By the time I saw Yisroel, a 16 year-old Yeshiva student yesterday, his mother reported that he had previously seen all kinds of specialists. His odyssey began with his entry into this world, having been born with a congenital cataract of the left eye. I had no previous records available at the time of his evaluation, but was able to capture an image of his lens through my phone camera held to the slit lamp ocular.
As you can see in this undilated view, the cataract spares enough of his visual axis in the pupillary space to afford good visual acuity. The decision was therefore made when he was an infant not to remove his lens. Through the years, his mother was told that his right eye was “perfect”, but that his left eye would need to be checked frequently to make sure that his vision was developing normally. Yisroel came for his visit wearing glasses with no power in the right lens, and a power of +1.50 -0.50 cx 080 in the left lens. There was no history of visual treatment other than his spectacle Rx. His presenting visual acuity through the right eye was 20/40 at distance and 20/20 at near. His acuity through the left eye with his Rx on was 20/30 at distance and near.
My evaluation showed that Yisroel was able to see 20/20 at distance with the right eye through -0.75 sphere, and 20/20 through the left eye with +2.25 – 0.75 cx 085. In addition, he exhibited considerable convergence insufficiency, and intermittent suppression of the left eye at near. Fusional stability was obtained, and best binocular balance at distance and near by cutting 0.25 sphere OD and OS, and incorporating 2^ base-in for the left eye.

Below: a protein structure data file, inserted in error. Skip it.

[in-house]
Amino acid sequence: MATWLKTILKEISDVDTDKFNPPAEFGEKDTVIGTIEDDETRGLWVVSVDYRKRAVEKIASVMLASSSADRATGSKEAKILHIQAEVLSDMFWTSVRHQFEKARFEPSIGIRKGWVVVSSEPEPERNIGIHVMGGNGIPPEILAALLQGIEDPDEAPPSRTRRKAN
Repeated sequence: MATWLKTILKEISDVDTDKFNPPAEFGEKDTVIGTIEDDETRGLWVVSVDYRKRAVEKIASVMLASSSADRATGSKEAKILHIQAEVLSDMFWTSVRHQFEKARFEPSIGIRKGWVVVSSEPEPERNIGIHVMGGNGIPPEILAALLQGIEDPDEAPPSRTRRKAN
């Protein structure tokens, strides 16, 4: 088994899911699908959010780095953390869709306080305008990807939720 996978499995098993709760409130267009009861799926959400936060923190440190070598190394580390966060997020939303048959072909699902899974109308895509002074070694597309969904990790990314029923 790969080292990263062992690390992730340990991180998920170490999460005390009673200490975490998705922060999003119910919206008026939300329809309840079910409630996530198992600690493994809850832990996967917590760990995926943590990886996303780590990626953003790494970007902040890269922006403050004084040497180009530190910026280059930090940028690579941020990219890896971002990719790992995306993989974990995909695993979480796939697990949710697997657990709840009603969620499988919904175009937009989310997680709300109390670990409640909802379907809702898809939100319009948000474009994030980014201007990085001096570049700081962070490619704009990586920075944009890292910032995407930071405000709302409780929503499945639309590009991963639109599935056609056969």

We are often called upon to make decisions without having access to prior records a the time of our evaluation and frankly, in many cases, prior records don’t tell us much and won’t change our clinical decision making. In Yisroel’s case the many specialists that he had seen previously were initially eye specialists, but through the years involved learning specialists puzzled by the discrepancy between his intellect and learning performance. Whenever his mother inquired about his vision, she was reassured that it had no bearing on his learning. That is, until yesterday, when he finally saw the right kind of specialist.
Out of curiosity, would you consider a cyl contact lens for the left eye only.
I would, if it were apparent that image size differences or induced vertical prismatic imbalance were significant factors with spectacles. What I Rxed was a good starting point but in some cases there is additional benefit from going with a contact lens and using spectacles over that to provide the desired prism.